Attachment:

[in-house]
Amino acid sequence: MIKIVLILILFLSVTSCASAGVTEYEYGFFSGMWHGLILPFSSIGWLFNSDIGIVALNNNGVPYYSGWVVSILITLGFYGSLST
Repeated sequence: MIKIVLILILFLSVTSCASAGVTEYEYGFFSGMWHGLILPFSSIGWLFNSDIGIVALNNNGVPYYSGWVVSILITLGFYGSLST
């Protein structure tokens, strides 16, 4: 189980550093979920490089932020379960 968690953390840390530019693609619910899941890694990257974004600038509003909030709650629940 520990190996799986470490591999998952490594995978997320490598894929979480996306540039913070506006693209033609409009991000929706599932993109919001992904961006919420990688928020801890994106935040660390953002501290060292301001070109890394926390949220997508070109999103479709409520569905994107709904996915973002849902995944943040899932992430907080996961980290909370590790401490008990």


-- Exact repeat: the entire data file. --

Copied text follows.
[in-house]
Amino acid sequence: MIKIVLILILFLSVTSCASAGVTEYEYGFFSGMWHGLILPFSSIGWLFNSDIGIVALNNNGVPYYSGWVVSILITLGFYGSLST
Repeated sequence: MIKIVLILILFLSVTSCASAGVTEYEYGFFSGMWHGLILPFSSIGWLFNSDIGIVALNNNGVPYYSGWVVSILITLGFYGSLST
């Protein structure tokens, strides 16, 4: 189980550093979920490089932020379960 968690953390840390530019693609619910899941890694990257974004600038509003909030709650629940 520990190996799986470490591999998952490594995978997320490598894929979480996306540039913070506006693209033609409009991000929706599932993109919001992904961006919420990688928020801890994106935040660390953002501290060292301001070109890394926390949220997508070109999103479709409520569905994107709904996915973002849902995944943040899932992430907080996961980290909370590790401490008990």